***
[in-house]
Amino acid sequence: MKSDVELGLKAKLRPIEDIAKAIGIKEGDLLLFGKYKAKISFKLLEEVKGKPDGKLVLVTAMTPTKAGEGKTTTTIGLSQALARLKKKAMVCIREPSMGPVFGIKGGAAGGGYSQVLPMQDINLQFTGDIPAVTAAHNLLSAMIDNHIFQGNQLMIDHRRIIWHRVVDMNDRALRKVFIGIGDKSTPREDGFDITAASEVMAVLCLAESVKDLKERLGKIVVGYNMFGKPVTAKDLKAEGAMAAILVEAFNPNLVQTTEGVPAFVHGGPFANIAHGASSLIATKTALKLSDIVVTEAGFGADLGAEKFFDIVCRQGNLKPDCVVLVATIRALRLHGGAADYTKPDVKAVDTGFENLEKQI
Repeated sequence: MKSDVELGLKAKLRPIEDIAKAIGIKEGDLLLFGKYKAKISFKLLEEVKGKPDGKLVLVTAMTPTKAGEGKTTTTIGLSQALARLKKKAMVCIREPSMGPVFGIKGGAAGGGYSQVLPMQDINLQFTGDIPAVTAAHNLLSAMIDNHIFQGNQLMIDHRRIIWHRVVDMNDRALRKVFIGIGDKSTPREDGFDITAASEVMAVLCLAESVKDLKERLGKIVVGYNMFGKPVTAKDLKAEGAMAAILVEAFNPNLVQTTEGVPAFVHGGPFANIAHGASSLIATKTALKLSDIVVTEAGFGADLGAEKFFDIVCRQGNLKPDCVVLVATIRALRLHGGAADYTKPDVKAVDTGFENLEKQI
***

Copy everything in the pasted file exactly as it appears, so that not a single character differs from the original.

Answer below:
[in-house]
Amino acid sequence: MKSDVELGLKAKLRPIEDIAKAIGIKEGDLLLFGKYKAKISFKLLEEVKGKPDGKLVLVTAMTPTKAGEGKTTTTIGLSQALARLKKKAMVCIREPSMGPVFGIKGGAAGGGYSQVLPMQDINLQFTGDIPAVTAAHNLLSAMIDNHIFQGNQLMIDHRRIIWHRVVDMNDRALRKVFIGIGDKSTPREDGFDITAASEVMAVLCLAESVKDLKERLGKIVVGYNMFGKPVTAKDLKAEGAMAAILVEAFNPNLVQTTEGVPAFVHGGPFANIAHGASSLIATKTALKLSDIVVTEAGFGADLGAEKFFDIVCRQGNLKPDCVVLVATIRALRLHGGAADYTKPDVKAVDTGFENLEKQI
Repeated sequence: MKSDVELGLKAKLRPIEDIAKAIGIKEGDLLLFGKYKAKISFKLLEEVKGKPDGKLVLVTAMTPTKAGEGKTTTTIGLSQALARLKKKAMVCIREPSMGPVFGIKGGAAGGGYSQVLPMQDINLQFTGDIPAVTAAHNLLSAMIDNHIFQGNQLMIDHRRIIWHRVVDMNDRALRKVFIGIGDKSTPREDGFDITAASEVMAVLCLAESVKDLKERLGKIVVGYNMFGKPVTAKDLKAEGAMAAILVEAFNPNLVQTTEGVPAFVHGGPFANIAHGASSLIATKTALKLSDIVVTEAGFGADLGAEKFFDIVCRQGNLKPDCVVLVATIRALRLHGGAADYTKPDVKAVDTGFENLEKQI